12. More specifically, 1.03b and DS3615/17 only supports an Intel-type NIC on 6.2.1+ (e1000e on ESXi is an emulated Intel NIC). On earlier versions of DSM, or on other loaders, other NICs may be supported depending upon your combination of drivers available and hardware - e.g. the above Intel limitation is not applicable.
  13. My comment does refer to the case. The case assembly/disassembly is a bit intricate and requires some careful cable routing for airflow. And I made it somewhat more complicated by adding in the U.2 drives and doing a custom power supply. That said, my ESXi environment has a lot of tweaks in it as well - you can find the ESXi/NVMe thread on here with a little searching.
  14. I'm running almost everything you're inquiring about. 8-bay U-NAS 810A (8 hot swap drive chassis, MicroATX) SuperMicro X11SSH-F (MicroATX) E3-1230V6 64GB RAM 8x 4TB in RAID 10 Mellanox Connect-X 3 dual 10Gbe 2x Intel P3500 2TB NVMe (these are U.2 drives) A few items of note. XPenology is running as a VM under ESXi. This allows the NVMe drives to be RDM'd as SCSI, which works fine. NVMe native doesn't work as DSM doesn't currently support it for regular storage. The NVMe drives are attached via PCIe U.2 adapters since I don't need the slots. I'
  15. Then the PCIe enumeration (controller order) is not known - you really need to figure that out before you do anything else. Why are you trying this with a production array??
  16. I'm not 100% sure of the controller order on your system, but assuming your PCIe enumeration = SATA1x2, SATA2x4, LSI, try DiskIdxMap=080A00 You can also add SataPortMap=228 but it should not be necessary since you just want to cut off 2 of the SATA2 devices
  17. I just need to point out, that you post a problem, then conclude it's not fixable, and now complain when offered the tools that will fix your issue? How about just trying it out? The tutorial does not contradict itself, you just misapply the syntax to the first example. You must have two controllers or this wouldn't be an issue in the first place. So if you have no drives on the first controller, you could use SataPortMap=0 and it would make the drives on that controller disappear. However, I don't think this is your problem, but you don't offer any information about the loader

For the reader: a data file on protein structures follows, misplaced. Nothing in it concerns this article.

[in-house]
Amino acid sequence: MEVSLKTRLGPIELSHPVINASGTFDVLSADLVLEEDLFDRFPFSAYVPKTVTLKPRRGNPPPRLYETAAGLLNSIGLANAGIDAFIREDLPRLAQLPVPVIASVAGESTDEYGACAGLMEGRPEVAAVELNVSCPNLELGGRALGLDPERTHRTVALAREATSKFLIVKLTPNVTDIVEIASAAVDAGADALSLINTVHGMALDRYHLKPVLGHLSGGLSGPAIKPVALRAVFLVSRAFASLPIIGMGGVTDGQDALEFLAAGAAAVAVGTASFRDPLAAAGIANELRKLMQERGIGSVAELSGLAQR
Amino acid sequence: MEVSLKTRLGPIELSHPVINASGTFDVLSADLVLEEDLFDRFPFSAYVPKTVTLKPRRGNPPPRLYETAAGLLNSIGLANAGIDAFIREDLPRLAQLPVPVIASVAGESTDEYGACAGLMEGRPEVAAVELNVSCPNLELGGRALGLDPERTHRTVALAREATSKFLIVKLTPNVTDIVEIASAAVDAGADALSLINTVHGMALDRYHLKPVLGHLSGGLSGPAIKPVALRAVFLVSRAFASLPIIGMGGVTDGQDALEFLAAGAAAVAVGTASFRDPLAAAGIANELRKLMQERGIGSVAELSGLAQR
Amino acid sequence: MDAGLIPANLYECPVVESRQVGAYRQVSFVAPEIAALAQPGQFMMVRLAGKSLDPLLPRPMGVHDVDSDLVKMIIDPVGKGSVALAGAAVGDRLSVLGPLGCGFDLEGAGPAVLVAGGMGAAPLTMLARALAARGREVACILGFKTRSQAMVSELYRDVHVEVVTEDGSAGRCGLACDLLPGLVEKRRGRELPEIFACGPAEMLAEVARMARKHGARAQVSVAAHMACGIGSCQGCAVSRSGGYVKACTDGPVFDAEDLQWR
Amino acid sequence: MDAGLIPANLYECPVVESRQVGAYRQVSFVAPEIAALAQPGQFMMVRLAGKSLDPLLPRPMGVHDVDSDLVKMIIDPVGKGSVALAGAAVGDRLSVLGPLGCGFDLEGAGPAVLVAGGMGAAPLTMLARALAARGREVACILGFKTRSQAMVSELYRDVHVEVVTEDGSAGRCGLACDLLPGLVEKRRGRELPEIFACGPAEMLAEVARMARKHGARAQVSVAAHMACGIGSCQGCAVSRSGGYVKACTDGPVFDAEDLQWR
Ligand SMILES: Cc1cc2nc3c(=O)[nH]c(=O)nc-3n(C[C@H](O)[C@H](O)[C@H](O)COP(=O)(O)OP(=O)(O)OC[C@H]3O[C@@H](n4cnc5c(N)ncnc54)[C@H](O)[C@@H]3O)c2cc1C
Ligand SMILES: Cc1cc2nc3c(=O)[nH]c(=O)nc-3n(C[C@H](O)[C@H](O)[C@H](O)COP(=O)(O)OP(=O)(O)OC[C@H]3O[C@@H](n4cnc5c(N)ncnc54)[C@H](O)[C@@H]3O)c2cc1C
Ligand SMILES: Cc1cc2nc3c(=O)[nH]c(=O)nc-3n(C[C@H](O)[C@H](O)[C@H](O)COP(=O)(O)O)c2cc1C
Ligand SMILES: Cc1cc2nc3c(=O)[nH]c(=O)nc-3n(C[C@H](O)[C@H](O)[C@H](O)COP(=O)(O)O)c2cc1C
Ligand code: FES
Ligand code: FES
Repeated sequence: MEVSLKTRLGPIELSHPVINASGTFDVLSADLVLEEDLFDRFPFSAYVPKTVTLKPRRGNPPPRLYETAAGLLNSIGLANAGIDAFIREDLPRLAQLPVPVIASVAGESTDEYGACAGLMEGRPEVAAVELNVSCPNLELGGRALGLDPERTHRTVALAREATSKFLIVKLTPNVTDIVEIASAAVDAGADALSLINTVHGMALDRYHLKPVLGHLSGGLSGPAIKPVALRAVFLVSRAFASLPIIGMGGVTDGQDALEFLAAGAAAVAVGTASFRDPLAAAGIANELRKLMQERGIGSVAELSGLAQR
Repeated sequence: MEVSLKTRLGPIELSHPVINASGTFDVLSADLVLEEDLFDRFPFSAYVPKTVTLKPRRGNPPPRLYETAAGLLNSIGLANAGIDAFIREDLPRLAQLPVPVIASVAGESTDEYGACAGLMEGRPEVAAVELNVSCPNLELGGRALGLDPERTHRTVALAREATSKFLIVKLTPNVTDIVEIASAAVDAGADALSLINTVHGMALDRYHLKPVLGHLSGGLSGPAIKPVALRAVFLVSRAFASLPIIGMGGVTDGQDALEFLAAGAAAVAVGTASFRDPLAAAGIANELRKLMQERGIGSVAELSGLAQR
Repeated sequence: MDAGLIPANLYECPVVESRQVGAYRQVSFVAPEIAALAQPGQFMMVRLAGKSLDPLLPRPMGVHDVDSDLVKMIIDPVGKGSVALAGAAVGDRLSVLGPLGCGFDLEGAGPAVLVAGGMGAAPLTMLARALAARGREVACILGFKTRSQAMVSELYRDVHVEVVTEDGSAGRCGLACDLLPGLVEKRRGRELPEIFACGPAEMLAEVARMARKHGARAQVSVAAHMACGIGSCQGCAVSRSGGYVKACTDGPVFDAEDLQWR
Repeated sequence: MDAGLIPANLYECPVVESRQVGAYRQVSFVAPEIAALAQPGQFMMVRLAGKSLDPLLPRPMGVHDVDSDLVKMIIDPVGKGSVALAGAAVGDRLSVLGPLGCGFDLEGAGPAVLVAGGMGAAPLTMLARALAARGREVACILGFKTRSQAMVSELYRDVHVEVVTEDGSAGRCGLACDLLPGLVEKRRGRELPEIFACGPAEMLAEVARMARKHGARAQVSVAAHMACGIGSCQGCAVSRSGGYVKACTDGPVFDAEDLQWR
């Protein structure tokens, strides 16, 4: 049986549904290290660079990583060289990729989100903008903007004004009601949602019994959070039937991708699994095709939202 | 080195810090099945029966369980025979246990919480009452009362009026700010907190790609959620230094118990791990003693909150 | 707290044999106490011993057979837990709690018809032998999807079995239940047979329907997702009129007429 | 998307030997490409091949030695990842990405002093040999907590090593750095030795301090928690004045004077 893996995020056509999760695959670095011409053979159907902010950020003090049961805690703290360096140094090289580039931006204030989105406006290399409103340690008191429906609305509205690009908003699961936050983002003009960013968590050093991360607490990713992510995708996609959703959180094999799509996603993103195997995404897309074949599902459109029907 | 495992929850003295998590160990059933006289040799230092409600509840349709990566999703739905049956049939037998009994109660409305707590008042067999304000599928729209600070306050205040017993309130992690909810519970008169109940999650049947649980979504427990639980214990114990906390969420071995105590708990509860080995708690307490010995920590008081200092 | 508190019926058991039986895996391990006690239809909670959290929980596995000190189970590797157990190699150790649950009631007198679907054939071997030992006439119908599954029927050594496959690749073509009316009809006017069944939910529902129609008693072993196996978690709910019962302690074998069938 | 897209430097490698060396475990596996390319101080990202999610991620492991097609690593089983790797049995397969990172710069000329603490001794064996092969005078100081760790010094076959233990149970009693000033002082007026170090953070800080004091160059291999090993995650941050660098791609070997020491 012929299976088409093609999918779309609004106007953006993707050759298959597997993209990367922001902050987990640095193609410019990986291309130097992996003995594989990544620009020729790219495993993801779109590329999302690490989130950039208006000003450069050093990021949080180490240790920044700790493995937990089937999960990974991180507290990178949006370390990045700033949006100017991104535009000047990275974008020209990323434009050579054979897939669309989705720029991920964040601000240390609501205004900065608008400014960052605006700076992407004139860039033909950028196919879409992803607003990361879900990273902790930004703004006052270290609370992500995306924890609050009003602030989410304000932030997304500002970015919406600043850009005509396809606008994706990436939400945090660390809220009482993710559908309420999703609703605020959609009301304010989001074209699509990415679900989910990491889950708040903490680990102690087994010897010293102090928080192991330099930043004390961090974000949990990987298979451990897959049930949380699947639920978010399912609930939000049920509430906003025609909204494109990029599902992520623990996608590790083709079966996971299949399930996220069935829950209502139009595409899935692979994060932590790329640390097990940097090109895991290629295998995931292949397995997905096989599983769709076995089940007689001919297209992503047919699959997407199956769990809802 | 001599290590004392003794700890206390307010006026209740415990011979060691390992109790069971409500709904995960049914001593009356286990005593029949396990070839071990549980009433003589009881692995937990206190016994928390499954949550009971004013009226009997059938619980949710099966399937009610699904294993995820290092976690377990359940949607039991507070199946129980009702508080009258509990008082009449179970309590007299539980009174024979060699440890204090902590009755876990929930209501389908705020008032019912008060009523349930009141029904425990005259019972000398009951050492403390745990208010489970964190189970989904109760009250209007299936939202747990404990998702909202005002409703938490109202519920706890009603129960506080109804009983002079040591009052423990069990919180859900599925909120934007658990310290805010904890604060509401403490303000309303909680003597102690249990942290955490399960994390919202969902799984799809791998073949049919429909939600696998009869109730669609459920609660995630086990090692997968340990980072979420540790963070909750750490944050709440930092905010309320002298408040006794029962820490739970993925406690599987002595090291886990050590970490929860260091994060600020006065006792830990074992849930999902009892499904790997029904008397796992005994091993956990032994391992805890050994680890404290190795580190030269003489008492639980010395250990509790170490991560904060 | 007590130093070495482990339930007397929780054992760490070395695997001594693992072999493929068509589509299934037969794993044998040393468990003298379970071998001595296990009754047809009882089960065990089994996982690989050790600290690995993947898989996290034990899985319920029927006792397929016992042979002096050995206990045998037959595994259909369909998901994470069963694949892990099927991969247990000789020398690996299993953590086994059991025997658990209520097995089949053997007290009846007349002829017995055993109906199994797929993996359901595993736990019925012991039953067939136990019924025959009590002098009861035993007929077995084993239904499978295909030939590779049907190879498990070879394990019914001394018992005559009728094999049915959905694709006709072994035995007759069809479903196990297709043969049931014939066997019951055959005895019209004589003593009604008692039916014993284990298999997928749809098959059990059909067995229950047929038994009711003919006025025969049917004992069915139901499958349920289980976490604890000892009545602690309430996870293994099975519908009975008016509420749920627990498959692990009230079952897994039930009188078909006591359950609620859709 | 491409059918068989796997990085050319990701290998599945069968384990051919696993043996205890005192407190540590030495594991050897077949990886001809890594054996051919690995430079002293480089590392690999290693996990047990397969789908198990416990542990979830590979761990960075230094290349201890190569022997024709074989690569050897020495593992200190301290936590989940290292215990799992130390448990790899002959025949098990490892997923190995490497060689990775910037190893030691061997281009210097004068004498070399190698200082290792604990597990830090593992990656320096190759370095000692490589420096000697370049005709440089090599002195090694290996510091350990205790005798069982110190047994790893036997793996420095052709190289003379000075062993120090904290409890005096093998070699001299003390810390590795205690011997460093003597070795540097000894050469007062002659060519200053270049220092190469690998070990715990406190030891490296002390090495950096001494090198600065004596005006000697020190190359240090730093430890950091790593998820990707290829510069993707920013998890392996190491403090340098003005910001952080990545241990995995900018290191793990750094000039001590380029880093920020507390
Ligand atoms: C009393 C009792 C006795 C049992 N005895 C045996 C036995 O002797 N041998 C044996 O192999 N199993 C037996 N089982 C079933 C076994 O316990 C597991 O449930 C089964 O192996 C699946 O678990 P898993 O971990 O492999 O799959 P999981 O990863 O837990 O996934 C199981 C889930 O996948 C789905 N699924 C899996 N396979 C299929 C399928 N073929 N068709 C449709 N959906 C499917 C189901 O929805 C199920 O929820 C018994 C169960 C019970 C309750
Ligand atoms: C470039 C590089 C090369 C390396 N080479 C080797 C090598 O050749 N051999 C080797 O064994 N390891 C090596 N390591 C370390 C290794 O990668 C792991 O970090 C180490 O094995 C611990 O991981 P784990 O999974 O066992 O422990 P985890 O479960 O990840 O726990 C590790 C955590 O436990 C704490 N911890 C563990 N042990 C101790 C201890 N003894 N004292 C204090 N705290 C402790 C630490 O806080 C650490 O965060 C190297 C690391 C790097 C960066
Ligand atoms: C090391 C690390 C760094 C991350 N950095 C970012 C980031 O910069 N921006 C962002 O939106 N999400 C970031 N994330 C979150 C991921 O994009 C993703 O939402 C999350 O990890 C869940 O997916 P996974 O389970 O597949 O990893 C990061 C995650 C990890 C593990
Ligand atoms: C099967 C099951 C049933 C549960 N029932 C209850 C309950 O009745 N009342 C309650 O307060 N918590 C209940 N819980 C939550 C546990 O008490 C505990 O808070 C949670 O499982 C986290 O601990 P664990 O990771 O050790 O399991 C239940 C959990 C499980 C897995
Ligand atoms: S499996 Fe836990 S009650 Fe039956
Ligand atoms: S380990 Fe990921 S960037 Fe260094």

18. SataPortMap, SASIdxMap, and DiskIdxMap - it's in the 6.1.x installation tutorial. Don't try it on a production Disk Group.
  19. I'm not sure SuperMicro can advise you on how DSM should be configured. In any case, using a combination of hardware (motherboard) and software (DSM) RAID seems counterproductive. You will get the most out of DSM if you present raw drives and let DSM do all the RAID operations you want to do. That would mean increasing MaxDrives in your case. If you want to delete an entire controller or subset of drives from a controller, look into SataPortMap, SASIdxMap, and DiskIdxMap. This is on the main tutorial here.
  20. It's been awhile since I tested this with baremetal DSM, but I don't think you can see NVMe drives at all until you go into "add cache to volume" and they will be listed there. syno_hdd_util --ssd_detect will only return SSD's that are able to be used for disk groups - i.e. SATA SSD's.
  21. The bonding strategies available to DSM (i.e. LACP) use some combination of source/target IP and MAC addresses to choose which of the NICs to use. It doesn't connect them together simultaneously for twice the bandwidth. For many clients connecting to a bonded NIC destination, there is an equal chance to select one or the other. Therefore the traffic theoretically gets distributed across both NICs and (again, theoretically) twice the traffic is possible. For a single PC connected to single NAS, you probably won't ever see an increase in speed. Always worth benchmarkin